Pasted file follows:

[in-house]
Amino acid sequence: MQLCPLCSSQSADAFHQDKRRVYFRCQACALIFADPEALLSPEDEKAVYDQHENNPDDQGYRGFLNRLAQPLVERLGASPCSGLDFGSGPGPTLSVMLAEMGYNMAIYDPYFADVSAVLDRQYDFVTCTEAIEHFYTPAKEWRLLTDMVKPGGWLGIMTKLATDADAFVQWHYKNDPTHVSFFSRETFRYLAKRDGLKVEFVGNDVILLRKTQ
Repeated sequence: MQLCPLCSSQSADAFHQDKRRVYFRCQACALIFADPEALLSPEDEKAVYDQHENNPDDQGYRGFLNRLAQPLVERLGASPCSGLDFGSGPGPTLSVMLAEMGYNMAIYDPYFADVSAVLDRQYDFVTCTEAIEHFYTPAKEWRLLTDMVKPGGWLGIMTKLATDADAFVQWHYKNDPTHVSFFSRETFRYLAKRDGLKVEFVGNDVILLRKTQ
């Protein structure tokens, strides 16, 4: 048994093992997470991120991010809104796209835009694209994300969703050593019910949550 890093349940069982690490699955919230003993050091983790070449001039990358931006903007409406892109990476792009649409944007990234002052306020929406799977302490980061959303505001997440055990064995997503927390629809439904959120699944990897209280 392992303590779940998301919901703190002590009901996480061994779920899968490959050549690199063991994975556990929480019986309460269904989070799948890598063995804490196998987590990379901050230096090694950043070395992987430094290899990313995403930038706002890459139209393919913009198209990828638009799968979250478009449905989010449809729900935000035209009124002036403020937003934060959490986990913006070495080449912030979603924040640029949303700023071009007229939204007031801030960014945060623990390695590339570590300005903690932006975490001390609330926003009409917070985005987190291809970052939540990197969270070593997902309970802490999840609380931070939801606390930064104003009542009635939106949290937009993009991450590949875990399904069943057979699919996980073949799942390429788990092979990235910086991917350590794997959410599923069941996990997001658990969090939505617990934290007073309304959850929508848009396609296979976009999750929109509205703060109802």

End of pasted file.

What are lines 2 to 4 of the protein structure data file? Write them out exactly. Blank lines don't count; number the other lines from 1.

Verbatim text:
Amino acid sequence: MQLCPLCSSQSADAFHQDKRRVYFRCQACALIFADPEALLSPEDEKAVYDQHENNPDDQGYRGFLNRLAQPLVERLGASPCSGLDFGSGPGPTLSVMLAEMGYNMAIYDPYFADVSAVLDRQYDFVTCTEAIEHFYTPAKEWRLLTDMVKPGGWLGIMTKLATDADAFVQWHYKNDPTHVSFFSRETFRYLAKRDGLKVEFVGNDVILLRKTQ
Repeated sequence: MQLCPLCSSQSADAFHQDKRRVYFRCQACALIFADPEALLSPEDEKAVYDQHENNPDDQGYRGFLNRLAQPLVERLGASPCSGLDFGSGPGPTLSVMLAEMGYNMAIYDPYFADVSAVLDRQYDFVTCTEAIEHFYTPAKEWRLLTDMVKPGGWLGIMTKLATDADAFVQWHYKNDPTHVSFFSRETFRYLAKRDGLKVEFVGNDVILLRKTQ
């Protein structure tokens, strides 16, 4: 048994093992997470991120991010809104796209835009694209994300969703050593019910949550 890093349940069982690490699955919230003993050091983790070449001039990358931006903007409406892109990476792009649409944007990234002052306020929406799977302490980061959303505001997440055990064995997503927390629809439904959120699944990897209280 392992303590779940998301919901703190002590009901996480061994779920899968490959050549690199063991994975556990929480019986309460269904989070799948890598063995804490196998987590990379901050230096090694950043070395992987430094290899990313995403930038706002890459139209393919913009198209990828638009799968979250478009449905989010449809729900935000035209009124002036403020937003934060959490986990913006070495080449912030979603924040640029949303700023071009007229939204007031801030960014945060623990390695590339570590300005903690932006975490001390609330926003009409917070985005987190291809970052939540990197969270070593997902309970802490999840609380931070939801606390930064104003009542009635939106949290937009993009991450590949875990399904069943057979699919996980073949799942390429788990092979990235910086991917350590794997959410599923069941996990997001658990969090939505617990934290007073309304959850929508848009396609296979976009999750929109509205703060109802």